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Dr. Steve Hoffbeck

Contributor, Dakota Datebook
  • If you are of a certain age, you may remember the value of a silver dollar, and you might recall its size and its heft – almost a full ounce of real silver. Most people today most likely remember non-silver Eisenhower dollars or the Susan B. Anthony or Sacagawea dollars from recent years, but old, real-silver dollars evoke special memories for some.
  • In 1946, Enderlin made history when townspeople elected Agnes Geelan as mayor, making her the first female mayor of an incorporated town in North Dakota.
  • Whynot was the name of a general store and post office from the 1880s through the 1940s. It originated in the creative brain of Erik K. Larsgaard, a Norwegian immigrant, who came to America in 1881.
  • When you think about clothes and fabrics, you might think about natural materials, like cotton, wool, or silk. But if you really think about it, your clothes closet also has synthetic fabrics: polyester shirts; Spandex biking shorts, nylon stockings and more.
  • Today we examine a buried-treasure legend from the countryside near the town of Hebron -- or maybe Glen Ullin, sometimes it is hard to tell about the whereabouts of something that was utterly lost.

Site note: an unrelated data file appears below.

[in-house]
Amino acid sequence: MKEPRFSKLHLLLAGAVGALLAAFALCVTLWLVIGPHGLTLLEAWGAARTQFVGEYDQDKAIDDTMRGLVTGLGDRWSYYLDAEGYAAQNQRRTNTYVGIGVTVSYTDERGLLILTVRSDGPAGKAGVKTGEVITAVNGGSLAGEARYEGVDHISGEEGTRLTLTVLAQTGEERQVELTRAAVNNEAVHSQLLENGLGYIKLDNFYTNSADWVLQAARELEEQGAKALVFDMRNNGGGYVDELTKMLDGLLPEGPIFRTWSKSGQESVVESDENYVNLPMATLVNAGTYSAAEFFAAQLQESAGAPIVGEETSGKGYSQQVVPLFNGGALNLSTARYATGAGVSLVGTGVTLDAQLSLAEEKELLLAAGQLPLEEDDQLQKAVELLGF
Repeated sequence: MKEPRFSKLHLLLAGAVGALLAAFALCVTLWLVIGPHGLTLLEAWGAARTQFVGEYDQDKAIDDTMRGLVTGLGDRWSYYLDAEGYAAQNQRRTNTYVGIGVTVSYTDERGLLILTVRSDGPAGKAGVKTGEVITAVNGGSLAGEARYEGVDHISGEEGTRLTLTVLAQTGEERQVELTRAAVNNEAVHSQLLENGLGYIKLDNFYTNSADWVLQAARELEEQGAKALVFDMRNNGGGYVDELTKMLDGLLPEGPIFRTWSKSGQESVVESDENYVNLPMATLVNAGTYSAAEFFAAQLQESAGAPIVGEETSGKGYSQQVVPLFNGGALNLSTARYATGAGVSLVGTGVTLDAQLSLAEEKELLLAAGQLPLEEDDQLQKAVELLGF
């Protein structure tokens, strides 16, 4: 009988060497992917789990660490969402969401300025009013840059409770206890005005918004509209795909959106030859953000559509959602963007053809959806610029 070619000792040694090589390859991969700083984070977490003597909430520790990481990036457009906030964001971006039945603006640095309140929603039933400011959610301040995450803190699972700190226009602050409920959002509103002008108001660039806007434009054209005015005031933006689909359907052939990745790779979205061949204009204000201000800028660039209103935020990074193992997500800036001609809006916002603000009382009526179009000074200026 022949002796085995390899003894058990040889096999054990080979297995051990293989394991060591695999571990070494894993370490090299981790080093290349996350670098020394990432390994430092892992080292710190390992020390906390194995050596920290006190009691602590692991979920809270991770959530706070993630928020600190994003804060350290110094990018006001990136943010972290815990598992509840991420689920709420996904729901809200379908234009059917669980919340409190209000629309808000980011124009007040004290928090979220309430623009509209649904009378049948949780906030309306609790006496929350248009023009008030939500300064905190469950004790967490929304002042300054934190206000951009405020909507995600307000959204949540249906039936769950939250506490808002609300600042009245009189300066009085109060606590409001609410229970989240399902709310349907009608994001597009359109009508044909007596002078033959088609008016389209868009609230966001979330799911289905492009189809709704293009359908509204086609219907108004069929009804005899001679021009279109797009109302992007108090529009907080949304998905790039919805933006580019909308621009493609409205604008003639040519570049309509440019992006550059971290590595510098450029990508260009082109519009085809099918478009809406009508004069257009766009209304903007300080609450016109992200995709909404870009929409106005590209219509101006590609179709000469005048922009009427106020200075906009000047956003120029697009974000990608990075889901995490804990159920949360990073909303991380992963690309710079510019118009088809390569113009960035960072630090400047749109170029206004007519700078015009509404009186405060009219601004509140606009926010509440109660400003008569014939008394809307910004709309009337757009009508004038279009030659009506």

• North Dakota sent many of its sons to fight in World War I. Some called it the “War to End All Wars,” though it was not. In the spirit of patriotism, young men across the state joined the military to help win the “Great War.” The recruits, 31,269 in number, came from all corners of the state.
  • When you see an eagle soaring on high in the skies, you might marvel at its magnificent size, with a wingspan seven-feet-wide. You might admire the bald-eagle’s snow-white head and tail gleaming in contrast with its chocolate-colored wings and body. You might visualize an eagle’s claws or its pointed beak that rips and tears its victims into bite-sized pieces. Eagles truly are legendary as birds of prey.
  • On this date, in 1965, a newspaper article reported the main characteristics of burrowing owls, noting that they are among the “few bird species to nest in burrows in the ground.”
  • On this date, in 1920, a newspaper advertisement touted the virtues of Huiskamp’s “Barn Yard Shoe” and Huiskamp’s Barnyard Shoe Oil. These work-shoes, according to a 1913 advertisement in Valley City, were manure-proof and ammonia proof; guaranteed “not to rot or crack-through from barnyard service.”
  • In our state, as elsewhere, there are internationalists who believe the U.S. should be deeply involved in foreign affairs; and isolationists, who do not believe the U.S. should be heavily involved with nations that don’t want anyone telling them what to do. In the 1930s, the prevailing mood was isolationist – that the U.S. should not intervene as the winds of war swept over Europe and Asia.